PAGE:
Why is this the case?  From my own observation though the years dating back to when I played youth ball, I have learned that there are multiple reasons for lingering lack of diversity in the game of lacrosse.

Cost

This was more a factor in the 80’s and 90’s than it is today when one did not see as many African Americans living in affluent middle class and wealthy communities as we do now, as African Americans were beginning to transcend generations of oppression in the United States and increasingly join the ranks of middle class, upper middle class and wealthy suburbia.  In more urban and inner city communities where a higher percentage of African American people lived (and to a large degree still do today), schools simply would not or could not invest precious little financial resources into offering a sport that was so far outside of the main stream.  For those areas, that remains largely unchanged.

The cost of gear for families was and is a significant barrier to entry into the sport.  While most schools that have lacrosse provide equipment for the players during the spring season, in a sport where participation in club teams, camps, and prospect events, it really has become essential for players to have their own gear.

Still, in my generally affluent home town  of Viera, Florida where like other middle class communities communities across the nation there is a refreshing shift with increasing populations of African American families adding diversity to suburbia, money for these families is generally not a significant barrier to participation.  This bring me to my next point.

Culture

I recall when my friends and I were all falling in love with the sport of lacrosse as kids and much to the chagrin of our fathers we gave up baseball.  Having grown up idolizing the stars of the national past time in an area steeped in the tradition of the NY Yankees, NY Mets, and Brooklyn Dodgers, many of our dads were confounded that we would give up baseball for this weird sport called lacrosse.  Of course over time watching our games and experiencing the exhilaration of the fastest game on 2 feet we changed their hearts and minds, it did not happen over night.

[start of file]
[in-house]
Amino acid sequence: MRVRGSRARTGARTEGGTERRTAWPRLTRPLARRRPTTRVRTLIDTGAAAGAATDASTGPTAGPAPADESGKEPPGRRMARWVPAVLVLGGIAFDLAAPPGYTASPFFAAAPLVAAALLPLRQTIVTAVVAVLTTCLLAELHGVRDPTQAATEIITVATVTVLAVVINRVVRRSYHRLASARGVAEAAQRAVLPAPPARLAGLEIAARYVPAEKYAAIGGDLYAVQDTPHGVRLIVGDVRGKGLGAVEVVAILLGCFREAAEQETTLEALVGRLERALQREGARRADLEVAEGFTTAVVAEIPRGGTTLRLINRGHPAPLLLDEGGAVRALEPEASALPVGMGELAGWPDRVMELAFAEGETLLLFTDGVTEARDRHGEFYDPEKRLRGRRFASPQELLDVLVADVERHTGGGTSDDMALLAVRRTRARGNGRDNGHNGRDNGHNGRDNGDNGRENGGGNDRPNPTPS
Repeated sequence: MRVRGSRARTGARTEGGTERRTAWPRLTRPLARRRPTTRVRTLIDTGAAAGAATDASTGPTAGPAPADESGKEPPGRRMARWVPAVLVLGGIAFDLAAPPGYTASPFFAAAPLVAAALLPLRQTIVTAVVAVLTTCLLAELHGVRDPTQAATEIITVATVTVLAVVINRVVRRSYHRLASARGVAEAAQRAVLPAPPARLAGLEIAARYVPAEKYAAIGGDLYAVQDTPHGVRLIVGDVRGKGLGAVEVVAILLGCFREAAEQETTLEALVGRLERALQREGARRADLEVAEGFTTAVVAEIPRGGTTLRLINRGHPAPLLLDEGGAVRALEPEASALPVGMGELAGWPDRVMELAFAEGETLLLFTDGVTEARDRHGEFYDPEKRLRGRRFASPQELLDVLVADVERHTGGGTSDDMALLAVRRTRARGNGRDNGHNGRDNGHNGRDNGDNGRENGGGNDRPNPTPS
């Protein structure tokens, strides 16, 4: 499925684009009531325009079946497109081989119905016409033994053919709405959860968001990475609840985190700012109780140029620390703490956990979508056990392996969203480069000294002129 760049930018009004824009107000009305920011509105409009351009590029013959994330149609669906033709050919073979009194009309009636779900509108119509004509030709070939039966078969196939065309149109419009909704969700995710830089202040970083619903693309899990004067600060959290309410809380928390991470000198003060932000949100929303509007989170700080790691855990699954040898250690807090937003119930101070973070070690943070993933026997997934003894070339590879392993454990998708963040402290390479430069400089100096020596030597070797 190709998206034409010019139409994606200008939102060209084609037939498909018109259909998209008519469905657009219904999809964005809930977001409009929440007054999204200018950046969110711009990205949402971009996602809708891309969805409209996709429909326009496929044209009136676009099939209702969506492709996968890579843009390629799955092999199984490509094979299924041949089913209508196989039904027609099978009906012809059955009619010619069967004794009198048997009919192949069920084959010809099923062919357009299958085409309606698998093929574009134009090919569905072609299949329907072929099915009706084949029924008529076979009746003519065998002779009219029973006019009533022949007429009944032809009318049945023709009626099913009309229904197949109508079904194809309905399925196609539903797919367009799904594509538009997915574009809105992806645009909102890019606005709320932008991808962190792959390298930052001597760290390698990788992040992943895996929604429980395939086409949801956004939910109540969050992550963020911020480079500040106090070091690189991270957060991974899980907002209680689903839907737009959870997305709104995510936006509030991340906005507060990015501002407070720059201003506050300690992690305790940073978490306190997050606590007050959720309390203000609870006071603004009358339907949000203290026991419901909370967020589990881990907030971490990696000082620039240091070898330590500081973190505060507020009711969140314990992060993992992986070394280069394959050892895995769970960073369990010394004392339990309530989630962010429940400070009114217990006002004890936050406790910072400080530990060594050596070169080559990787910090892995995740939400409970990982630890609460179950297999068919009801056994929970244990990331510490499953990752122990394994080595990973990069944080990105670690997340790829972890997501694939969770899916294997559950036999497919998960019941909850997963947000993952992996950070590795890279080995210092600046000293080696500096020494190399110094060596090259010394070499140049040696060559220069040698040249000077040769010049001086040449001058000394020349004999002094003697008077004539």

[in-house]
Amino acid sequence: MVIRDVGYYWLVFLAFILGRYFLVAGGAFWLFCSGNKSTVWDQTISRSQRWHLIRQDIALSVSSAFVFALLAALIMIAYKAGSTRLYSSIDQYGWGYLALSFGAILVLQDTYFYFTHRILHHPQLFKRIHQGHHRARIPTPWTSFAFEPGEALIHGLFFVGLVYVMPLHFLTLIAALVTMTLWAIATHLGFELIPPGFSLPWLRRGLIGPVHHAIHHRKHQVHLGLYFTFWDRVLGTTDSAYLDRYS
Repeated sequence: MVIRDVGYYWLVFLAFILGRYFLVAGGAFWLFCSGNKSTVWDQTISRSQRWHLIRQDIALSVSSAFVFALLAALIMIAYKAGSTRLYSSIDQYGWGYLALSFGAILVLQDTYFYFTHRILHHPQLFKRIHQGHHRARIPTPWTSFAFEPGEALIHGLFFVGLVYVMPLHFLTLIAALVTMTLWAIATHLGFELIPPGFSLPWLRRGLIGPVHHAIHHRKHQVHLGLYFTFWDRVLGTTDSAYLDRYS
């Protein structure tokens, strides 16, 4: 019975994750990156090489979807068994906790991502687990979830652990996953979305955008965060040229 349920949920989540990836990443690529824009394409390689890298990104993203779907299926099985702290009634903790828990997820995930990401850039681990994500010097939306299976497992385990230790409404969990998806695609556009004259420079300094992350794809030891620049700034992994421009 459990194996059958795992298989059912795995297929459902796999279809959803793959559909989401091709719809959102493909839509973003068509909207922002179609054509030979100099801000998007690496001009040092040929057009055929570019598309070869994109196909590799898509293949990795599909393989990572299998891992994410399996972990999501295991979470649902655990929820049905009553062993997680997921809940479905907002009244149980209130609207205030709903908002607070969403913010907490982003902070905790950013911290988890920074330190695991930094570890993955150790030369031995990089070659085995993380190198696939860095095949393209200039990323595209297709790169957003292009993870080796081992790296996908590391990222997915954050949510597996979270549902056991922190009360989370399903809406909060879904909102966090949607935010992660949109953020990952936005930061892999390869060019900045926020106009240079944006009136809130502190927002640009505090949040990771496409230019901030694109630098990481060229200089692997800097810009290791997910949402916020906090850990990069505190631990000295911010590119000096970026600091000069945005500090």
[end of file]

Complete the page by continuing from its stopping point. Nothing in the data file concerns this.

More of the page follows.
Beyond being a sport that was foreign to our fathers, they also would say things like, “there’s no money in lacrosse,” suggesting that we were potentially throwing away a lucrative Major league Baseball contract one day by choosing lacrosse over baseball.  While a tiny select few reach the ranks of Division I college and professional in all sports, the vast majority athletes will not.  As such, becoming a professional athlete as primary motivation for participating in youth and high school sports is very misplaced motivation.  Try telling our fathers that in the mid 80’s.

When a small group of individuals started lacrosse here in 2008, we got the same push back from even white affluent parents, but again gradually won many of their hearts and minds as they accepted and later embraced the sport of lacrosse.  To this day, however,as our lacrosse club grows exponentially each year, African American participation remains sorely lacking despite us marketing to the same schools their children attend and holding free introductory clinics in the parks of the community they live in.

I got some insight as to why this is one year when my son played a season of tackle football and I befriended the many parents of my son’s African American teammates.  Naturally, I was recruiting for lacrosse while I was playing the rare role of sideline parent and in the course of several conversations I had, I learned that families simply retain a cultural hangover from a time in the not so far off past when because of lack of equal opportunity, sports were viewed by in large as a primary means to an education and even a path to wealth that becoming a professional athlete would bring.

A More Diverse Future In Lacrosse

Having seen the barriers that the sport of lacrosse has overcome in the years I have participated in the game, I hold great hope that we will at some point make inroads in drawing more minority participants.  With US Lacrosse initiatives including their First Stick program where they provide equipment grants to urban and less affluent suburban communities and the Urban Lacrosse Alliance that is dedicated to creating and sustaining urban youth lacrosse programs, slowly but surely we will see a day when lacrosse is a staple sport representing many classes ans cultures.

Dr. Roger Welton is a practicing veterinarian and well regarded media personality through a number of topics and platforms.  In addition to being passionate about integrative veterinary medicine for which he is a nationally renowned expert, Dr. Welton was also an accomplished college lacrosse player and remains to this day very involved in the sport.  He is president of Maybeck Animal Hospital , runs the successful veterinary/animal health  blogs Web-DVM and Dr. Roger’s Holistic Veterinary Care, and fulfills his passion for lacrosse through his lacrosse and sport blog, The Creator’s Game.